Are we already facing the start of a 4.0 Industrial Revolution?
No, not really, we are seeing the early indicators. AI is not really a new thing, but the power and data that we now have make AI very strong. The Intelligence Revolution will be recognised when human beings are not working full time because the AI is performing a major part of their job. We are collecting masses of data and every year we will double the amount of data we store. We are creating more complex algorithms and learning in a more speedier way, but the change starts when we apply AI in everyday life situations.
Would we need to adapt employment laws and labour policies to address the new responsibilities that AI will arise?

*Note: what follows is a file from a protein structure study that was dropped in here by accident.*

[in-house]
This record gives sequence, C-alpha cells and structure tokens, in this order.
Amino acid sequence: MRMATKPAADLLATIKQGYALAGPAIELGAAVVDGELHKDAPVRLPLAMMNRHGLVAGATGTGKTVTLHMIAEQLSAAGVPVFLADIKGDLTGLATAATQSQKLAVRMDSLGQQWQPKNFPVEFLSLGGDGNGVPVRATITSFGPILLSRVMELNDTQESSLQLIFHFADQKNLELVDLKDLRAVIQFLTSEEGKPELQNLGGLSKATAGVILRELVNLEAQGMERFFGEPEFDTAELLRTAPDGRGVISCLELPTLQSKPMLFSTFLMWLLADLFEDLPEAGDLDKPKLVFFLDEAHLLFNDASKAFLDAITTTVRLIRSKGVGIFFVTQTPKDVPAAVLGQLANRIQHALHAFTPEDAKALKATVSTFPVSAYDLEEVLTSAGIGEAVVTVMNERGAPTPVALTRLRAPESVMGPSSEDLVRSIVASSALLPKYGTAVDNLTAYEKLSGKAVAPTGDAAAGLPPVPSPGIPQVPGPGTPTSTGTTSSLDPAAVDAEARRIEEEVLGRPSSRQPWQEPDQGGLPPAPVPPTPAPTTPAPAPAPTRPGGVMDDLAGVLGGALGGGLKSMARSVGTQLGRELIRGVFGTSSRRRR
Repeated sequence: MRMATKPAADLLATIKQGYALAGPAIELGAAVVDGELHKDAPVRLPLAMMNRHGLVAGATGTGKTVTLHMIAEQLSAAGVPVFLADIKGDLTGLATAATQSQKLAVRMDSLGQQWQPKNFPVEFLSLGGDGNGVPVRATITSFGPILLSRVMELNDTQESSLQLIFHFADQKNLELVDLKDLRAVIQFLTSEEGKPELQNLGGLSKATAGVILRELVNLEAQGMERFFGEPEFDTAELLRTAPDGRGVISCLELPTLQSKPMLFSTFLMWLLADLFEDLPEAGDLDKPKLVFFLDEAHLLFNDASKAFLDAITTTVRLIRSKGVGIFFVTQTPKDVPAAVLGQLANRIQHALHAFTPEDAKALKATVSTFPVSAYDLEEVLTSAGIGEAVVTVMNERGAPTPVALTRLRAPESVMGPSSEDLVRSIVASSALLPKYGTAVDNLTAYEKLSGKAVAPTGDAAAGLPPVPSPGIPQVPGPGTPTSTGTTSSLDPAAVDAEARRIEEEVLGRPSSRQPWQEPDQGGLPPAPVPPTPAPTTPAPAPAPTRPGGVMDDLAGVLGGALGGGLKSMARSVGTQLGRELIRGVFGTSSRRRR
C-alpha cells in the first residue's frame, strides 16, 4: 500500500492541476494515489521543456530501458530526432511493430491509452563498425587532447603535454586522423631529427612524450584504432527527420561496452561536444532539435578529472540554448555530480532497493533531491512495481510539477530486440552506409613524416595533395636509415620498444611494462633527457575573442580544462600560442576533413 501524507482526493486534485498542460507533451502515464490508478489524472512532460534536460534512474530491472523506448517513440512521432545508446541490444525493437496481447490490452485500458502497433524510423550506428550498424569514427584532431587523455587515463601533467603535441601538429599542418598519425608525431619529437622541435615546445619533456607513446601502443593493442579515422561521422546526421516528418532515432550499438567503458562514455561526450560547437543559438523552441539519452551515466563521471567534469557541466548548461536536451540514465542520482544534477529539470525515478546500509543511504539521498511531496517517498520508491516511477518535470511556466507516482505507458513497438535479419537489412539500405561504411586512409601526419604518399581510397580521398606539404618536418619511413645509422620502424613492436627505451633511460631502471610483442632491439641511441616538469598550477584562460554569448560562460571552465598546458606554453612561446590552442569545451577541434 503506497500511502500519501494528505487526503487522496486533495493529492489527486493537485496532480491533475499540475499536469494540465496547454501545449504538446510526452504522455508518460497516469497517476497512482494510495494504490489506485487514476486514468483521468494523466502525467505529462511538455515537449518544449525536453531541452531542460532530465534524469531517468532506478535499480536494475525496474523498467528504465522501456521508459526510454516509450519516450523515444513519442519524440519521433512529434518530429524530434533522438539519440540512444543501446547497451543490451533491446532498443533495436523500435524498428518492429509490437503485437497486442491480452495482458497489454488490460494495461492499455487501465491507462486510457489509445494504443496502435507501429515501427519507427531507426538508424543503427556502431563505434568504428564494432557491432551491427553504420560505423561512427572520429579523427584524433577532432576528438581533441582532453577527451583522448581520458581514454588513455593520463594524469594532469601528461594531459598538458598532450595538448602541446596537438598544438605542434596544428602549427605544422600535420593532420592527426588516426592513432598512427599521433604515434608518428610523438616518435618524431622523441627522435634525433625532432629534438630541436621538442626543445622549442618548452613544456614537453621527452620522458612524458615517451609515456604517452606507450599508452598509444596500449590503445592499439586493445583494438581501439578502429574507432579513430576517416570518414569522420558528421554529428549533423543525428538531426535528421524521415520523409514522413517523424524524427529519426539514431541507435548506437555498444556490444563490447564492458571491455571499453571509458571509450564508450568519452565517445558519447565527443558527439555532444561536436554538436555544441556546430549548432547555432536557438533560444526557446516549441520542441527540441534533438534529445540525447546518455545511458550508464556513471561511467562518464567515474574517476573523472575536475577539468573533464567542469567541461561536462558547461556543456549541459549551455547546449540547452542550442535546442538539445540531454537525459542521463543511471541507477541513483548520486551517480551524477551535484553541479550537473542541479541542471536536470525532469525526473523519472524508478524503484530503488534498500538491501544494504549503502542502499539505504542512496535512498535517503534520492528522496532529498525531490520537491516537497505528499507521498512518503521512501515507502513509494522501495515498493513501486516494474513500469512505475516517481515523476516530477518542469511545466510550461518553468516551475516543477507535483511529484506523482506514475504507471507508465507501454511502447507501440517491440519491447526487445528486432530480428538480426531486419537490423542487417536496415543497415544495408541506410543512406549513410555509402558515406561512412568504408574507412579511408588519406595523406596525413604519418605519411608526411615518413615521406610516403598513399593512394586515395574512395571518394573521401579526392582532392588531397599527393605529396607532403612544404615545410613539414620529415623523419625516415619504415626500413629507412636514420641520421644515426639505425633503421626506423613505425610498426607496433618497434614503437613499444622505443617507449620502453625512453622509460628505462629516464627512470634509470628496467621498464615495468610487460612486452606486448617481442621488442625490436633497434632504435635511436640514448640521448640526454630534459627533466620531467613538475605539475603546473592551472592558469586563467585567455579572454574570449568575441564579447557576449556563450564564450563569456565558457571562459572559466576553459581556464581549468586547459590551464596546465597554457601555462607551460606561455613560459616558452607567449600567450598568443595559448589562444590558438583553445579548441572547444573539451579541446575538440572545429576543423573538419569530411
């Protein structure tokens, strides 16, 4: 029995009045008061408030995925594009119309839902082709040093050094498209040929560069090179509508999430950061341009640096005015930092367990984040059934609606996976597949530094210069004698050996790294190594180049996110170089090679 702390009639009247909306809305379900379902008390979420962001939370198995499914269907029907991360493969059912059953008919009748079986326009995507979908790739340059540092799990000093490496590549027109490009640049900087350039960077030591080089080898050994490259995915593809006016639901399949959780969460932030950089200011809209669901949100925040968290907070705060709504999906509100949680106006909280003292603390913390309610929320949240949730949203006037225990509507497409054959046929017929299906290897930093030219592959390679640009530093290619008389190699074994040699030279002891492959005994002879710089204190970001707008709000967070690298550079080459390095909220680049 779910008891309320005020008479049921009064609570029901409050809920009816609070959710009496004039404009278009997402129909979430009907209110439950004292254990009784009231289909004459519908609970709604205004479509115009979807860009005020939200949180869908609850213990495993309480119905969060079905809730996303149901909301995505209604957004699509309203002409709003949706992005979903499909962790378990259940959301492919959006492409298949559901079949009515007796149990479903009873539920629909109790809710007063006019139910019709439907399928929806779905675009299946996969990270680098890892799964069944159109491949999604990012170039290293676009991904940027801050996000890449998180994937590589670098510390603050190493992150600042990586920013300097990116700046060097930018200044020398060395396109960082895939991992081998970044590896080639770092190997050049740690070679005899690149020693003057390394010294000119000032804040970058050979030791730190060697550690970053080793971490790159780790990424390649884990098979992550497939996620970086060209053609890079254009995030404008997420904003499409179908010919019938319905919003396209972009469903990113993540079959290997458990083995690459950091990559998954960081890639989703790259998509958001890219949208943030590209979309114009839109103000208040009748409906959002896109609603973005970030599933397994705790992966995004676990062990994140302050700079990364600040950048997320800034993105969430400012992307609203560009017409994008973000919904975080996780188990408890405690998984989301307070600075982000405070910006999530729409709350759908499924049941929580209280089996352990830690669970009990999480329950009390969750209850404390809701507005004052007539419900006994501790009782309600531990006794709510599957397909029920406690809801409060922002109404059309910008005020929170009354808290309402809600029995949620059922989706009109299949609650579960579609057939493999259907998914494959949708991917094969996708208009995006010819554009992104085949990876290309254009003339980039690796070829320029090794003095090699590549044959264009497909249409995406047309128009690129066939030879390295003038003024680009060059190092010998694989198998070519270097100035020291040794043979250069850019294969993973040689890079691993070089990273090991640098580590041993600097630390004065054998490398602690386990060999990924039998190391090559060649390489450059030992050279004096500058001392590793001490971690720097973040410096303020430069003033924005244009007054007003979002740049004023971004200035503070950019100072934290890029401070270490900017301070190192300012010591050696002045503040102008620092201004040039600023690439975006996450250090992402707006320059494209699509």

Most certainly! Governments need taxes to be able to run a country. If people are working 10%, 20%, 30% or 50% compared to today, how will we afford to live as human beings and also how we pay our taxes? We need to start to address these questions now. I believe that we should treat AI as we would treat humans, with respect, with fairness and also, see that AI pays taxes through its performance in the process/organisation.
How can we guard against mistakes?
Intelligence comes from learning, whether you’re human or machine.
Systems usually have a training phase in which they “learn” to detect the right patterns and act according to their input. Once a system is fully trained, it can then go into test phase, where it is hit with more examples and we see how it performs.
How do we eliminate AI bias?